Agitated Despair: Mixed Episodes and Bipolar Disorder

Agitated Despair: Mixed Episodes and Bipolar Disorder

A bipolar mixed episode is a uniquely confusing experience and can result in a state of extreme agitation and despair, but you can prevent this by recognizing early signs of a coming episode.

I sat at dusk, my arms around my knees, at the junction of a turbulent and muddy river and the slow, dark water of an ocean inlet. As I sat at the convergence of two vastly different and yet similar things, my mind, too, found itself at its own convergence. Somehow, two moods-vastly different and yet somehow similar-had merged into something terrifying, feverish, and inexplicably sad.

Hours earlier, when I was overflowing with love and grandiose dreams, I spent several hundred dollars on gourmet cookies and bouquets of roses and lilies to hand out to friends. Later, as day turned into evening, mania and depression blended together into the unique and startling pain of a bipolar mixed episode….

Read more at https://www.bphope.com/blog/agitated-despair-mixed-episodes-and-bipolar-disorder/

Bipolar Mania, Hypomania and the Desire to Escape

Bipolar Mania, Hypomania and the Desire to Escape
Knowing the early signs of mania, such as a desire to escape, can help to avoid it spiraling into planning elaborate getaways.The hallmark symptom of my coming mania is an overwhelming urge to escape.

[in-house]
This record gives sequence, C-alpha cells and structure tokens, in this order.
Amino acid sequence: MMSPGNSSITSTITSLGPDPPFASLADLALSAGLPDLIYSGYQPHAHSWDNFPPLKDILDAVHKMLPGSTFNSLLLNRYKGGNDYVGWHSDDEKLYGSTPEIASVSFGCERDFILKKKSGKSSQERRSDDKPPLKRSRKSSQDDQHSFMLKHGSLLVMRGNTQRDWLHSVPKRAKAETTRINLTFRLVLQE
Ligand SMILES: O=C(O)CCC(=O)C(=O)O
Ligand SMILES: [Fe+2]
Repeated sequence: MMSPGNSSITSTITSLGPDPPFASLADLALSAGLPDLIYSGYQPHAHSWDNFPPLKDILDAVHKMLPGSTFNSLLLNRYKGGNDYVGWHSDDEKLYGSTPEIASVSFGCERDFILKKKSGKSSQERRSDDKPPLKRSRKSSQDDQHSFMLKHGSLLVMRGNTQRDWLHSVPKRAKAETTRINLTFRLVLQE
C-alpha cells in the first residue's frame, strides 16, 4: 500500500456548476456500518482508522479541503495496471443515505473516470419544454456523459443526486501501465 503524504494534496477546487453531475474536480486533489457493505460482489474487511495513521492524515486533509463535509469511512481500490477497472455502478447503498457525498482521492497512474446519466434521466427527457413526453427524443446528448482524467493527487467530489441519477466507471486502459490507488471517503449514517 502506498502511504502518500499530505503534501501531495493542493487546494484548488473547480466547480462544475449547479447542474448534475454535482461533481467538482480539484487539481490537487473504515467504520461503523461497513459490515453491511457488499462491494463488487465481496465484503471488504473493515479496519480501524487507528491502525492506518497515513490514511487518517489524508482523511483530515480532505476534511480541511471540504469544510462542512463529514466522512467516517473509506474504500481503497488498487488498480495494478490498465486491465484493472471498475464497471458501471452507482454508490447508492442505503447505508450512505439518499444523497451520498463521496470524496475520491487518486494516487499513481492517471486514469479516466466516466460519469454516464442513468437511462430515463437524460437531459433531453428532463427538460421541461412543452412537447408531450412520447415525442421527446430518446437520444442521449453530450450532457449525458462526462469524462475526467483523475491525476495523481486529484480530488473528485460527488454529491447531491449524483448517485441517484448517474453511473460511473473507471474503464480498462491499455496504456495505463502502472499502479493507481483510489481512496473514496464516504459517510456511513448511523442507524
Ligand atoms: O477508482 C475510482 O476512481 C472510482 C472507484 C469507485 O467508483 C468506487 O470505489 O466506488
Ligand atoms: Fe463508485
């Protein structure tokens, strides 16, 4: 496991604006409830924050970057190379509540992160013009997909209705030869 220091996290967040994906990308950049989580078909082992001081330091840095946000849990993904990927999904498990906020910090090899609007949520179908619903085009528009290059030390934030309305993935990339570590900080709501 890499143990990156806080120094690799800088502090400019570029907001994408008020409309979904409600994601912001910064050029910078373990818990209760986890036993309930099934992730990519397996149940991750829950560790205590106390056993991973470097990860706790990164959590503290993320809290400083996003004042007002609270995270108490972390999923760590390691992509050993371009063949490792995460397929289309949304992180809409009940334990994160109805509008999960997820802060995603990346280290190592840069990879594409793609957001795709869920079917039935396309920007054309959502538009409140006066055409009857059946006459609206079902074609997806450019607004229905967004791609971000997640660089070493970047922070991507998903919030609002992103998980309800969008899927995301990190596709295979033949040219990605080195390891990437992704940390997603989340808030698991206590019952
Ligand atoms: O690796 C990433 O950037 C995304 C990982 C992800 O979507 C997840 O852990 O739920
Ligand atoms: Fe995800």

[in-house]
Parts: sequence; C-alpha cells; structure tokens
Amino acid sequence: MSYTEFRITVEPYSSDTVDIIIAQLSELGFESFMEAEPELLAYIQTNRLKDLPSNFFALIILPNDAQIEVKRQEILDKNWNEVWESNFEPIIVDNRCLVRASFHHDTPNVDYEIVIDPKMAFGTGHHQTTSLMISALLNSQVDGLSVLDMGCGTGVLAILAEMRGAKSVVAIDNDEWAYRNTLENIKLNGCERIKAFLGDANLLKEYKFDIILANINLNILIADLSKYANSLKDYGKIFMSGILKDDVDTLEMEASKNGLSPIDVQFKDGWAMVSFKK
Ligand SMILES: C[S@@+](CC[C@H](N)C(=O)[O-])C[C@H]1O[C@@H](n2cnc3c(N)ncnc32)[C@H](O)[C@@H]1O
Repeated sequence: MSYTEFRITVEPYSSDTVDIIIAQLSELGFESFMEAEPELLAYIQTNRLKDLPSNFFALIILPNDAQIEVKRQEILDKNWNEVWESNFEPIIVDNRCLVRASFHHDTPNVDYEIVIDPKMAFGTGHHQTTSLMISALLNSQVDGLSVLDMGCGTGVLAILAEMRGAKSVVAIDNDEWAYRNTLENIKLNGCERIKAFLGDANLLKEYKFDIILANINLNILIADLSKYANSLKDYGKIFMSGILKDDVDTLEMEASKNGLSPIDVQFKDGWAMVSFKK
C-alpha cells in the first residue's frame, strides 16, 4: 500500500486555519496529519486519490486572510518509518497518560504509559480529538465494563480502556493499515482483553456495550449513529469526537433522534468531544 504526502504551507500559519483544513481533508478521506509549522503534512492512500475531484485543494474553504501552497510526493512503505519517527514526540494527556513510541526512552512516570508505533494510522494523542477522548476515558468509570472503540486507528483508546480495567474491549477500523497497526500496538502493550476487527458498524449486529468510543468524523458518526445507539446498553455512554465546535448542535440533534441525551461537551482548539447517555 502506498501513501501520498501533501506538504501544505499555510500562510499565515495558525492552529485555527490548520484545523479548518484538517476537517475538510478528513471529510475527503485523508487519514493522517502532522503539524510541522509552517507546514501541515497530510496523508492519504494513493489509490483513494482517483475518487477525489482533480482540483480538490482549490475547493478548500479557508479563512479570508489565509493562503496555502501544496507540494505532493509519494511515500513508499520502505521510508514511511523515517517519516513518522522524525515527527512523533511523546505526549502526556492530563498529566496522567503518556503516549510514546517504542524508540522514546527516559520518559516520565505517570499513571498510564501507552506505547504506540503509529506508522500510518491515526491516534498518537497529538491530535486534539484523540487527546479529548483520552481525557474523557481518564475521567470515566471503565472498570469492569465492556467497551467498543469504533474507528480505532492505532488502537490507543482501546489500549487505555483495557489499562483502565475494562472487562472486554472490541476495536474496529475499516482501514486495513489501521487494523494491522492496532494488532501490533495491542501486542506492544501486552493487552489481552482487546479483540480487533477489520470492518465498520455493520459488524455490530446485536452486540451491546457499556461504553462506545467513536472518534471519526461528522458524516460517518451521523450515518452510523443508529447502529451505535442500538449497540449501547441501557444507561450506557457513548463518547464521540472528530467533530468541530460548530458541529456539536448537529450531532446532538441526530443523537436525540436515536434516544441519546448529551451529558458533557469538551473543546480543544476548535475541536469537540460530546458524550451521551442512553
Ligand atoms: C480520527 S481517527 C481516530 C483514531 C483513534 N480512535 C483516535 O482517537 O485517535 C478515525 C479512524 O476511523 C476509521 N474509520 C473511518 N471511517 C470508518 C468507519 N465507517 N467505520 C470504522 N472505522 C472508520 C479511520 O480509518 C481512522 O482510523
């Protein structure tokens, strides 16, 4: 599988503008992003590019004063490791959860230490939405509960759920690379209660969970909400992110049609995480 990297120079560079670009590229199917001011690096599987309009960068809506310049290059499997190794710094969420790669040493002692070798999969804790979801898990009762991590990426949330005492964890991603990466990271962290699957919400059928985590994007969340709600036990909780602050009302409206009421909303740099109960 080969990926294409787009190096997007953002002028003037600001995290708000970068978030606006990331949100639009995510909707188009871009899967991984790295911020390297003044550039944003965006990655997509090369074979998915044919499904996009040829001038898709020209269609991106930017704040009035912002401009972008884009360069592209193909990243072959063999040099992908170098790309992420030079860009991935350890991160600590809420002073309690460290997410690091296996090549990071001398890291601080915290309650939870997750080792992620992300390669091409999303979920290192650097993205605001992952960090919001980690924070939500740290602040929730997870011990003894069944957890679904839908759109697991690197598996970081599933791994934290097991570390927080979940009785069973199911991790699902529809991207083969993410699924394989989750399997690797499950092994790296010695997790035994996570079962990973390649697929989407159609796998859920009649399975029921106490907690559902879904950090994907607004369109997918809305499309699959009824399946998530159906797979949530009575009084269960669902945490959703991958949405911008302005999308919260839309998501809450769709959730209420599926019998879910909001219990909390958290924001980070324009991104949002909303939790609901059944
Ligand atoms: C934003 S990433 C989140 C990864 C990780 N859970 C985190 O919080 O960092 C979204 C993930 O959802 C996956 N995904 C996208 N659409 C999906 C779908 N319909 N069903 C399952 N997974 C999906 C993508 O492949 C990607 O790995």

For me, the lure of mania has often brought with it the lure of escape. At the beginning, when my mind first starts to quicken with the electric thrill of hypomania, I do not talk of escape. But, as my energy intensifies and a segment of my mind separates itself from the structure, logic, and rules of everyday existence, my plans for escape begin. As I lose the rhythm that usually governs a human life, sleep becomes unimportant, eating becomes unnecessary, and—my ultimate warning sign of an upcoming mania—the idea of escape takes over.

When I was first struggling with my bipolar diagnosis, the manic desire to escape often meant that I would try to go to France. I wanted to rock-climb the giant boulders of Fontainebleau. I wanted touch the gilded walls of Versailles. I wanted to sit under the Eiffel Tower in the moonlight. But, for many years now, escaping from reality usually means that I will try to find a way to run away into the wilderness.

Read more on bphope.com: https://www.bphope.com/blog/mania-hypomania-and-the-bipolar-desire-to-escape/

Setting the Rules for Your ‘Bipolar Calendar’ as the Seasons Change

Setting the Rules for Your ‘Bipolar Calendar’ as the Seasons Change

Every year, the returning sunlight marks the coming of my most dangerous season, and so begins my preparation for another bipolar spring.

I have my very own bipolar calendar. And it is nearly always the same. Every spring, like clockwork, the sun returns to southern Alaska with an unnecessary force, and with it comes the manic eruptions that signal the end of the comforting darkness of winter.

Read more at https://www.bphope.com/blog/learning-to-set-the-rules-for-your-bipolar-calendar-as-the-seasons-change/